Stuart Gentle Publisher at Onrec

One third of UK office workers put off by managers younger than them

UK workers reveal the best and worst management traits

A third (34%) of UK workers would feel uncomfortable, patronized, depressed or as though they were underachieving if they were managed by someone younger than them, according to new research by leading recruiter Spring Personnel.

In a survey which analysed the best and worst traits of bosses, 1,000 UK office workers were asked their preference of management style. The research revealed that authoritative management is the most popular style amongst employees, with nearly a third (29%) claiming that they would prefer their manager to be firm but fair.

Being a good listener is valued by over two-thirds (69%) of UK office workers, and inversely the least attractive trait in a manager was the inability or unwillingness to listen, with nearly two-thirds (64%) of those surveyed identifying this as one of a manager’s worst traits.  

Employers can also note that leading by example is a popular trait amongst 61% of the workforce, whilst over half (58%) of the young are more likely to look for someone who is forgiving. Furthermore, women are more likely than men to be looking for a manager to inspire them (48% to 39%). 

The survey also identified broad trends in UK workers’ willingness to put up with bad management, with four-fifths (81%) stating that they have either left or would consider leaving a role due to bad management. This is a feeling most prevalent amongst the young; 100% of workers aged 16-24 have left or would consider leaving a role for this reason compared to three-quarters (79%) of workers over 55.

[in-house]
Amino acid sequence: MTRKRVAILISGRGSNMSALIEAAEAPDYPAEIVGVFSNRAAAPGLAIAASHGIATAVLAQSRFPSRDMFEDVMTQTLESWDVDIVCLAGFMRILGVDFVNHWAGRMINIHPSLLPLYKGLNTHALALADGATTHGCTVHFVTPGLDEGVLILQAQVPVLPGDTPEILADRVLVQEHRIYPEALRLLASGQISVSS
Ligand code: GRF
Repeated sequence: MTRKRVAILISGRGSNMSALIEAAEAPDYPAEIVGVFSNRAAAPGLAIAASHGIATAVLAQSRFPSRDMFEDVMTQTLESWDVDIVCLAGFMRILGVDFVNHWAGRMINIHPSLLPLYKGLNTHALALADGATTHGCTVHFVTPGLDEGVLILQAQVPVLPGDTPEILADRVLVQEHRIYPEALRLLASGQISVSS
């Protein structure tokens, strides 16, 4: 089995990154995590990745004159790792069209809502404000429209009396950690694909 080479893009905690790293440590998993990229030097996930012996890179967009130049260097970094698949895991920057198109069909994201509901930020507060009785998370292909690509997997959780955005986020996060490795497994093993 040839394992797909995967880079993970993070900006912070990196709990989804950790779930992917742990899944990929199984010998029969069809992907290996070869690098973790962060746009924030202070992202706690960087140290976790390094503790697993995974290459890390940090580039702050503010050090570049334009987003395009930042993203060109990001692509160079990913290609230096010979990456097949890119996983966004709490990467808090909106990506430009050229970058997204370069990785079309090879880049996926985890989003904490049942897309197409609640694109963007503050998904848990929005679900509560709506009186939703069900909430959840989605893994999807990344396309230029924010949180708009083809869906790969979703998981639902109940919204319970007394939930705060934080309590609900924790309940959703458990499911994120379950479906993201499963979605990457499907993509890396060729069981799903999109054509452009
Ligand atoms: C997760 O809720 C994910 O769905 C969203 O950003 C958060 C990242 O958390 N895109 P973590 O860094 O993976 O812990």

The findings send a strong message to employers that accessibility and an ability to listen is vital in order to retain the top talent, especially in young people, and that more companies need to do more to help their employees’ transition into management roles. Of 1,000 respondents, only a fifth (19%) believe that their company do enough to help the transition into management, and a quarter (26%) of respondents claimed that their company doesn’t help them transition at all

Top 5 best traits in a manager, as decided by UK office workers

  1. A good listener
  2. Leads by example
  3. Understands the strengths of their team
  4. Accessible
  5. Is a good mentor

Top 5 worst traits in a manager, as decided by UK office workers

  1. Not listening
  2. Incompetent
  3. Aggressive
  4. Failing to admit responsibility
  5. Domineering

Alex Fleming, Managing Director of Spring Personnel, said:

“Our research once again shines a light on the importance of effective management in attracting and retaining the best talent in our organisations. With good management extremely high up the list of UK workers’ priorities when deciding to stay in or leave a role, companies should pay close attention to these findings and look out for ways they can encourage good management practice.”

“It is becoming increasingly common for younger bosses to manage teams in our workplaces and it is unsurprising that this may feel like a threat to some. This should not, however, be the case. Workers of all ages should look at how they can share their experiences and company heads play a fundamental role in overseeing and ensuring this works to the benefit of all involved.”